Regarding the Crisis

From our Russian comrades’ paper, Dyelo Truda, published in America, we borrow the following, slightly abbreviated article.

Not everybody is an idealist and revolutionary and not everybody understands where the root of the evil lies and how life can be organized on the basis of justice and liberty. The majority still clings to the line of least resistance and adapts to its surroundings. Which is how the day to day struggle of a vanguard carries on amid the petty existence and resignation of the greater number. Nevertheless, the workers embroiled in struggle have now been joined by the farmers, whose lot is no more to be envied and to whom the government has made great promises that it never gets around to delivering upon.

Whilst struggling, the farmers and the proletariat seek to adapt to current conditions. In lots of locations around the United States we see a reversion to barter, driven by necessity. In 20 states already there are 140 about exchanges in operation and through these 200,000 unemployed obtain the goods they need to survive. Los Angeles county has 80 such exchanges: 100,000 jobless have also embraced them in Washington state. In the state of Utah, there is an association delivering 5,000 dollars’ worth of basic goods in return for days worked. In Minneapolis, Dr Maxlenbourg [Dr Mecklenburg] has organized the unemployed into an association wherein the means of exchange are paper money, endorsed and bearing the seal of the Unemployed Union. That paper money is issued and accepted by the bank set up by the Association and run by unemployed bank workers. Beside the Bank there is a consumer deport where the 1,500 members can obtain everything they require in return for paper money; but it sells only products produced by members of the Union: clothing, footwear, vegetables sugar, flour, bread, etc. On account of unemployment, a lot of stores and workshops have shut down. The Unemployed Union has availed of their tools in order to produce what they need to survive each day. The work is carried out by trade and by guilds, each with its own specialists. This brand-new experiment in cooperativism is proving very popular.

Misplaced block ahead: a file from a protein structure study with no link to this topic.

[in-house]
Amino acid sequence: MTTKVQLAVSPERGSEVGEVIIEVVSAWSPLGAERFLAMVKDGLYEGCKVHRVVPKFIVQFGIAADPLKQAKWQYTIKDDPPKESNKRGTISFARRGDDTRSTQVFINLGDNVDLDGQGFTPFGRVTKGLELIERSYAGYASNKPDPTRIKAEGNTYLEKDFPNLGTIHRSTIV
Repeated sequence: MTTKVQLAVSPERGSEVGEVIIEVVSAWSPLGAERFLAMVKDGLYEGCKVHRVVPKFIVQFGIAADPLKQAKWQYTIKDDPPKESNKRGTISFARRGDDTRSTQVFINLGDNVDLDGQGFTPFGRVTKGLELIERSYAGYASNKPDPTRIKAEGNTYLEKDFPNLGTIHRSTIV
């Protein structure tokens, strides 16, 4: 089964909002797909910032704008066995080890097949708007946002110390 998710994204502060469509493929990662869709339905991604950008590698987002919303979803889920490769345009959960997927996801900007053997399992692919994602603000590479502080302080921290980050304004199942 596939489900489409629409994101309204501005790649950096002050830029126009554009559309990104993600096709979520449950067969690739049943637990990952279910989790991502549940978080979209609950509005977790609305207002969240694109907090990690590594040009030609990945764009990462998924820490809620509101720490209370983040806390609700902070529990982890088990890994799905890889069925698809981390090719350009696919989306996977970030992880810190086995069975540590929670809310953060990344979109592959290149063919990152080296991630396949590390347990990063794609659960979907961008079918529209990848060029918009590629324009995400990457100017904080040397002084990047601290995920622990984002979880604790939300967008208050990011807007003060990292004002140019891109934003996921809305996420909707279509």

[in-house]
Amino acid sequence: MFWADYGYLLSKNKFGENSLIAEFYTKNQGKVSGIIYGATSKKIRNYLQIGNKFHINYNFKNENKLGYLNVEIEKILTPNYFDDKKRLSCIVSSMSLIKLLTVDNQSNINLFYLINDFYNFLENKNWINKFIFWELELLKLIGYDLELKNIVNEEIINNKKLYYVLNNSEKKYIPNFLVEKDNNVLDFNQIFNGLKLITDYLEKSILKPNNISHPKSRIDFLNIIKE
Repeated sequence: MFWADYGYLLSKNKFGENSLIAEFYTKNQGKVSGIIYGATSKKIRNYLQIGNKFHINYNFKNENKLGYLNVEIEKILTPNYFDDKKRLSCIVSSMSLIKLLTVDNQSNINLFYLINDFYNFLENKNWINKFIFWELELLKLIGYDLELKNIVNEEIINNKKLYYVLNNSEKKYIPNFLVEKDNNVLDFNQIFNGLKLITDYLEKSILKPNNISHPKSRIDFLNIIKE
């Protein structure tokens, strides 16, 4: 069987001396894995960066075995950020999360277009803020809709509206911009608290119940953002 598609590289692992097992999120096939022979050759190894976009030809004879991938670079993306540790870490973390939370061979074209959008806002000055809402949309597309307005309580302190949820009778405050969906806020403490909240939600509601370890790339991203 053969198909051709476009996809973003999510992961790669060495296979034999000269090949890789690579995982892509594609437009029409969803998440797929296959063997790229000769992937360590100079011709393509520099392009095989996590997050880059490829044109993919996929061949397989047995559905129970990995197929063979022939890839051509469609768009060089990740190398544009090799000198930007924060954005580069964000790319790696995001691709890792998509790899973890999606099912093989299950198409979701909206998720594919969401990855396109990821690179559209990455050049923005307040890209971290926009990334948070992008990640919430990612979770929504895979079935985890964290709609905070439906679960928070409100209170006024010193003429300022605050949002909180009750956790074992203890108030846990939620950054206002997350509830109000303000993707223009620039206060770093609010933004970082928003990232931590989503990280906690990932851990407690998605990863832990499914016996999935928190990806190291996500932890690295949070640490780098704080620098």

We might also mention the New York Exchange Association which, order to enact mutual aid by means of traded services, accommodation, machinery, raw materials, etc., has reached out to farmers, industrial workers, layers, economists, engineers, etc. Members of the Association provide work to one another and they also use the Association’s own paper currency. At its head is a magistrate, K. Klark [Clark].

In [the district of] Columbia and Carolina barter is also practised by a special association which issues credit notes to people who surrender their goods to it.  Those credit notes can be traded for other goods, services or labour. A farmer might hand a cow over to the Association and be issued with a credit note for 20 dollars. The membership of the Association includes workers, peasants, employees and there is even a lawyer and a stenographer, etc. This notion of natural barter was envisaged by Proudhon also in the form of his Exchange Banks.

Such attempts by the unemployed to orchestrate mutual aid can hardly offer a solution to the crisis, but they can secure a few life-lines for them.  Nevertheless, this all gets them used to the organizing of social work. The problems, all in all, are not going to be solved other than by means of the social revolution, doing away with all exploitation, all enslavement, all of man’s oppression of his fellow-man and making every one a free producer.

From: Le Réveil (Geneva) 18 Novembre 1933. Translated by: Paul Sharkey.